An underground lab in Boulder City soon will become a hotbed of soil research in Southern Nevada and give the first in-depth look into desert soil, local researchers hope.
The Desert Research Institute, thanks to millions of dollars in funding from the National Science Foundation, has installed 10-foot-tall stainless steel drums into the desert behind its Boulder City building.
Once equipped with a host of electronics and filled with dirt, the drums, known as lysimeters, will allow researchers to do everything from watching plant roots grow to monitoring underground gases.
“We want to know, for example, what happens to plants when the soil has been disturbed? Where does the water go when it rains?” DRI associate research professor Michael Young said.
In fast-growing Southern Nevada, where construction has ravaged local landscapes and water resources continue to disappear, the new lab will provide important insights on how to better manage water and rebuild ecosystems, Young said.
The research could produce information for homeowners and local agencies on how to better conserve water through landscaping, Young said.
The National Science Foundation has allocated about $3 million for the project in the hopes of making it a major regional hub of desert research.
Over the next three years, the agency will fully fund or partially fund more than 40 faculty, graduate students and researchers from Nevada and the West to work at the lab.
University of Nevada, Las Vegas associate professor Zhongbo Yu estimated that the lysimeters are the second-largest in the country.
“We’re really excited about it,” said Yu, who will oversee several doctoral and post-graduate students working at the lab. “We can go do a lot of research now.”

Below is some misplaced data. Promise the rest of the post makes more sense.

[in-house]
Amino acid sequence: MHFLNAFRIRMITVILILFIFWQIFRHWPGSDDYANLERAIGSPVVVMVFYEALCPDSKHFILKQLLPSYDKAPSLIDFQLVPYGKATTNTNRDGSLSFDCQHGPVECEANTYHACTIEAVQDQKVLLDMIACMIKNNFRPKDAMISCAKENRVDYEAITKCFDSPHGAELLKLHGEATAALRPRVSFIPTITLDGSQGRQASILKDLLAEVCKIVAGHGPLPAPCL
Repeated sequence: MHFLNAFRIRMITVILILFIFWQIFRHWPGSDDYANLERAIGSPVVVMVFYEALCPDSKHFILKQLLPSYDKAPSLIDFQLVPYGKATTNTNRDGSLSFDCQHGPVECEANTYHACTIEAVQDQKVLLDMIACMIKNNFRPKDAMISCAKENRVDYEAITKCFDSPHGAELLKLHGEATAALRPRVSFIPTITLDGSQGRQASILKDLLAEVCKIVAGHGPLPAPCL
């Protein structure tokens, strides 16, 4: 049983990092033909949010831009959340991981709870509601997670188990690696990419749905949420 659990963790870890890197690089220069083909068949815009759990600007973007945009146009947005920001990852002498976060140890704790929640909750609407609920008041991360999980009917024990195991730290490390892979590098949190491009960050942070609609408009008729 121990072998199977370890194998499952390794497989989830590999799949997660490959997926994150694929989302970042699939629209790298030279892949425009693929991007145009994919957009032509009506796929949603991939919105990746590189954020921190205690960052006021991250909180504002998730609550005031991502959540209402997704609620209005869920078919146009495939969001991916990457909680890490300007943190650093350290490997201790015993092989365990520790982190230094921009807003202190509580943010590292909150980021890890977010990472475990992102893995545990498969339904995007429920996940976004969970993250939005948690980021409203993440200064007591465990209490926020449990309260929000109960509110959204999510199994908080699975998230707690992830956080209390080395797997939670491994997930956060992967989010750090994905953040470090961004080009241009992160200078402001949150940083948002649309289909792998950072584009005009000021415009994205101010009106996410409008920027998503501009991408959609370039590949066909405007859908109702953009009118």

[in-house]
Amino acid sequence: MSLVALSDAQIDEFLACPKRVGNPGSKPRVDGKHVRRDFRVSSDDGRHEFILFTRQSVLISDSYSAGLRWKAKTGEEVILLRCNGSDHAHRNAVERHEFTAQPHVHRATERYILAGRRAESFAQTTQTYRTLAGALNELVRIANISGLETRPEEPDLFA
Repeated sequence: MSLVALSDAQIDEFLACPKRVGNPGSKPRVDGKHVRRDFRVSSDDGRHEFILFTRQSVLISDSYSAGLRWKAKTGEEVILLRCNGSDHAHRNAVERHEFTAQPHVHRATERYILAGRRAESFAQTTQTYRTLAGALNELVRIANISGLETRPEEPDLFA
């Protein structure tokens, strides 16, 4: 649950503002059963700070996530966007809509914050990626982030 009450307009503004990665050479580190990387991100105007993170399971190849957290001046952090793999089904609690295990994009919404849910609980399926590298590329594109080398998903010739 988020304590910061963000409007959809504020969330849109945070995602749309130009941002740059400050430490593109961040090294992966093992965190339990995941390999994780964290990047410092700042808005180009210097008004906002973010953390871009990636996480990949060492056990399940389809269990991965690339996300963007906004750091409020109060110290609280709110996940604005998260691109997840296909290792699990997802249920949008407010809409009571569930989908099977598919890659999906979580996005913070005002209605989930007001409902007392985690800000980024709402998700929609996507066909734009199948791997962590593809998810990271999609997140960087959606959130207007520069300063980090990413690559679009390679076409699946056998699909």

The money also will breathe new life into DRI’s abandoned facility in Boulder City, which was intended for solar research when it was built in the 1970s.
But as the 1980s saw national funding for solar research dry up, DRI left the building largely empty, with the National Park Service renting the space on occasion, Young said.
DRI’s four lysimeters are like massive coffee cans buried in the desert with the tops flush with the surface.
They’re currently empty, but researchers plan to fill the lysimeters with dirt from a nearby area, while matching the soil composition inside the lysimeter and the plant life above it.
For example, if a level of caliche, the rock-hard clay that resides just a few feet below the surface of most of Southern Nevada, was six feet below the surface at the site of the excavated dirt, it also would be six feet below the top of the lysimeter.
The process of duplicating soil levels can be arduous. One lysimeter at the University of Arizona in Tucson took three weeks to fill, said Young, who was a student at the university at the time.
In a more ambitious effort that has intimidated contractors so far, Young said, DRI has hopes to fill a rectangular lysimeter without disturbing the dirt.
Underground, researchers have access to a host of sophisticated electronic monitoring devices inside the lysimeters.
The devices can monitor rainfall to within 0.02 millimeters, far better than any rain gauge, Young said. A long, clear tube also will run through the lysimeter, and a video camera will be able to observe the growth of plant roots.
Other devices will be able to monitor gas levels and density, and the lysimeter itself will rest on a scale able to support 100,000 pounds. The data will be posted online for anybody to use for research.
After the $3 million NSF funding runs out, Young said scientists can use the facility for additional funding. As long as there are questions that the facility might be able to answer, it will remain open.
“We need to know the answers to these questions,” Young said. “Things are changing too quickly for us to get our arms around it.”
Contact reporter Lawrence Mower at lmower @reviewjournal.com or (702) 383-0440.